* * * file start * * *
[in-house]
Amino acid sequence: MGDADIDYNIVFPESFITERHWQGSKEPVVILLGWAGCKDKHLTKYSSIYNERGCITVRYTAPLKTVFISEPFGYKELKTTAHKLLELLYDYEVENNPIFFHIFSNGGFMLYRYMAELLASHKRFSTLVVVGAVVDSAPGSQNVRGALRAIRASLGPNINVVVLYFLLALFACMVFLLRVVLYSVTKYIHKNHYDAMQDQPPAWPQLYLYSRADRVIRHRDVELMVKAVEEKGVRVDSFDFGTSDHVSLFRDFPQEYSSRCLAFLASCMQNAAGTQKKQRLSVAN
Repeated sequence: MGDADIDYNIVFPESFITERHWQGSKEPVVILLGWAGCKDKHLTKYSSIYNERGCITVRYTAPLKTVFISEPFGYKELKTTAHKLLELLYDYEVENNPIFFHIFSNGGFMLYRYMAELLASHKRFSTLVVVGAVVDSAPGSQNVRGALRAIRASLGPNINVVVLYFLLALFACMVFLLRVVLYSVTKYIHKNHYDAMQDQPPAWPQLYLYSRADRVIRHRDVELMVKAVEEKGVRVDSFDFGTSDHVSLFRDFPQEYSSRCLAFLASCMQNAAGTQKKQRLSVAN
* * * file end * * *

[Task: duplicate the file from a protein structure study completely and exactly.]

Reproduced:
[in-house]
Amino acid sequence: MGDADIDYNIVFPESFITERHWQGSKEPVVILLGWAGCKDKHLTKYSSIYNERGCITVRYTAPLKTVFISEPFGYKELKTTAHKLLELLYDYEVENNPIFFHIFSNGGFMLYRYMAELLASHKRFSTLVVVGAVVDSAPGSQNVRGALRAIRASLGPNINVVVLYFLLALFACMVFLLRVVLYSVTKYIHKNHYDAMQDQPPAWPQLYLYSRADRVIRHRDVELMVKAVEEKGVRVDSFDFGTSDHVSLFRDFPQEYSSRCLAFLASCMQNAAGTQKKQRLSVAN
Repeated sequence: MGDADIDYNIVFPESFITERHWQGSKEPVVILLGWAGCKDKHLTKYSSIYNERGCITVRYTAPLKTVFISEPFGYKELKTTAHKLLELLYDYEVENNPIFFHIFSNGGFMLYRYMAELLASHKRFSTLVVVGAVVDSAPGSQNVRGALRAIRASLGPNINVVVLYFLLALFACMVFLLRVVLYSVTKYIHKNHYDAMQDQPPAWPQLYLYSRADRVIRHRDVELMVKAVEEKGVRVDSFDFGTSDHVSLFRDFPQEYSSRCLAFLASCMQNAAGTQKKQRLSVAN